Advancement in the Law Concerning Discovery in School Assault Case
Our New York City and Westchester personal injury lawyers know that defendants in all cases try to keep Plaintiffs from proving their cases by stalling discovery and attempting to evade their discovery obligations. Our accident attorneys are aggressive in fighting to get the discovery that we need to prove our client’s cases. In a recent student assault cases, our White Plains personal injury lawyers won a major discovery battle, in a student assault case in the Westchester Supreme Court. In this case, our School injury attorneys are asserting that the School was negligent in failing to protect our client from a fellow student, whom they knew to be aggressive. To further our case, our Westchester personal injury lawyers demanded that the School defendants produce the other student’s disciplinary records. The defendants objected and claimed that the records were generally not discoverable and that they were privileged.
To fight these generalized claims that these records were not discoverable, our White Plains personal injury lawyers filed an order to show cause with the Westchester Supreme Court. After reading our attorney’s papers, the Westchester Supreme Court rejected the Defendants’ claim of privilege and ordered that the records be produced. The Court reviewed the assailant’s school and disciplinary records should be produced because given the nature of the allegations in the complaint, the materials which were sought are material to the litigation. Even though the Defendants in these cases often attempt to block discovery, the law is in New York is clear that there shall be full disclosure of all matter material and necessary in the prosecution of an action, regardless of the burden of proof. The New York Court of Appeals has held that the words “material and necessary”, are interpreted liberally to require disclosure, upon request, of any facts bearing on the controversy which will assist preparation for trial by sharpening the issues and reducing delay and prolixity and the test is one of usefulness and reason. The decision which our school injury lawyers won in the Westchester Supreme Court furthers the line of cases that hold that the purpose of disclosure procedures is to advance the function of a trial to ascertain truth and to accelerate the disposition of suits’ and if there is any possibility that the information is sought in good faith for possible use as evidence-in-chief or for cross -examination, it should be considered ‘evidence material in the prosecution. Evidence is relevant, discoverable and admissible if it has any tendency in reason to prove the existence of any material fact, i.e., if it makes determination of the action more probable than it would be without the evidence.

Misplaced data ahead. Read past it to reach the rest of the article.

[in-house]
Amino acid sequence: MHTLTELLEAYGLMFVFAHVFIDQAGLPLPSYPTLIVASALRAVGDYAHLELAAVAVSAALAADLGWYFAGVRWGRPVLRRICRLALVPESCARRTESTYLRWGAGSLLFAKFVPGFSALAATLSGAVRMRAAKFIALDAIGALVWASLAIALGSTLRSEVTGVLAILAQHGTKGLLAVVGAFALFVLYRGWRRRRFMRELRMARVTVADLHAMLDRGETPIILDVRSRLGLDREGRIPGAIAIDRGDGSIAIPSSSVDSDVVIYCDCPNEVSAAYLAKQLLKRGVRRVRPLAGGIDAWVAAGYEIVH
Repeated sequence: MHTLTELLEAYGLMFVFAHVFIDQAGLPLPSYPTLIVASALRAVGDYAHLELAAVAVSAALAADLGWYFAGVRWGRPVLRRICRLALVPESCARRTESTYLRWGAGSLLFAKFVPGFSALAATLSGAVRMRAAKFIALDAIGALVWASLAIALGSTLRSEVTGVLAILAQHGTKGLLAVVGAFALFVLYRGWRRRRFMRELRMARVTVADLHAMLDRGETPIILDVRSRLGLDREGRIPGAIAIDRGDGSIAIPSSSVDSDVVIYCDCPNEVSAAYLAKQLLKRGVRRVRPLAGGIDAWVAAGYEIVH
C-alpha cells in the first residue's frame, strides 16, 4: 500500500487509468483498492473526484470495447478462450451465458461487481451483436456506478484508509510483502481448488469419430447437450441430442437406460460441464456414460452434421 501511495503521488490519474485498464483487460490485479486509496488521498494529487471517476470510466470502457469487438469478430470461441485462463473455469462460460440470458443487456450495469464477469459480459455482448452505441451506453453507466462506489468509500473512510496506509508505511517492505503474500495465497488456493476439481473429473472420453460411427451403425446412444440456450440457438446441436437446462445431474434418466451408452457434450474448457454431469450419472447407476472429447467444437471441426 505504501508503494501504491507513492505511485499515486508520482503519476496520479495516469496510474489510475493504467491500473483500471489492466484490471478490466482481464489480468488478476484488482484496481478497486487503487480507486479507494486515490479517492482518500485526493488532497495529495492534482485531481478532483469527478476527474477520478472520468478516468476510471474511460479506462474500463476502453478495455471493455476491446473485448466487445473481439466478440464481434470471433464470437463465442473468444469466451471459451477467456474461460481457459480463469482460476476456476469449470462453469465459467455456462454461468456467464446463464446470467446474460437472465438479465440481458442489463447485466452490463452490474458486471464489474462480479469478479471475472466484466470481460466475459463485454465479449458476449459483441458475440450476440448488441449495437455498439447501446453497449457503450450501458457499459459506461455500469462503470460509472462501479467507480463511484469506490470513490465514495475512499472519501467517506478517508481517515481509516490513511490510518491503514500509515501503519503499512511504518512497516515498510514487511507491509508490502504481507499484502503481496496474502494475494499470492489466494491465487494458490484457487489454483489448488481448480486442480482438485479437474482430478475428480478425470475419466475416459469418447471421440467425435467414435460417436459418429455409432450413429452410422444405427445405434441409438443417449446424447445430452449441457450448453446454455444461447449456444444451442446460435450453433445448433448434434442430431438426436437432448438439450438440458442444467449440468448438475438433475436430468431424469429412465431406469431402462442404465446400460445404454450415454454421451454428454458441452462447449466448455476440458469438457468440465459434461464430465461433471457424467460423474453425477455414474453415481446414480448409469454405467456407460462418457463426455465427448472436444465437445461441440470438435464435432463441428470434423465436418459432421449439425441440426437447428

In granting our motion, the Westchester Supreme Court upheld and reinforced the jurisprudence that has repeatedly recognized that in a negligent supervision case involving a student assault, the assailant’s disciplinary records are both relevant and discoverable. In determining whether the duty to provide adequate supervision has been breached in the context of injuries caused by the acts of fellow students, a Plaintiff must prove that school authorities had sufficiently specific knowledge or notice of the dangerous conduct which caused the injury; that is, that the third-party acts could reasonably have been anticipated. In determining whether the duty to provide adequate supervision has been breached in the context of injuries caused by the acts of a fellow student, it must be established that school authorities had sufficiently specific knowledge or notice of the dangerous conduct which caused the injury; that is, that the third-party acts could have reasonably been anticipated.
The Westchester Supreme Court held that in general, school disciplinary records are not privileged and are usually discoverable once their relevancy and materiality to the action are established. In a negligent supervision case involving an a student assault, the records of any past instances of violent and assaultive behavior on the part of the assailant are clearly relevant to the plaintiff’s claim that the defendant School District failed to adequately supervise the student assailant. Records of the disciplinary actions and proceedings against students are clearly relevant to establish the defendant school authorities knowledge that incidents, such as those purportedly experienced by plaintiff may reasonably be anticipated. Often because these records contain strong evidence, the defense attorneys try to block the Plaintiff’s ability to get these records, even though the New York Courts have recognized that any prior similar conduct by the alleged assailant is relevant to determine whether the school had actual or constructive knowledge of the danger to the Plaintiff. In general, the school’s liability can be established where the defendant had “prior knowledge or notice of the perpetrator’s propensity or likelihood to engage in certain conduct, so that the individual’s acts could be anticipated or were foreseeable. Jurisprudence has held that in a negligent supervision case, five years of school records is reasonably calculated to lead to discoverable information which would assist plaintiffs in demonstrating an essential element of their case.
In our case, the Westchester Supreme Court rejected the Defendants claim that the assailant’s records are privileged based upon the Family Educational and Privacy Rights Act because the the so-called “Buckley Amendment”, the Family Educational and Privacy Rights Act (20 USC §1232g) was intended to protect records relating to an individual student’s performance, and does not apply to records compiled in an effort to maintain the physical security and safety of an institution. However, Disciplinary records are not covered by the Buckley amendment and are not otherwise protected by any privilege.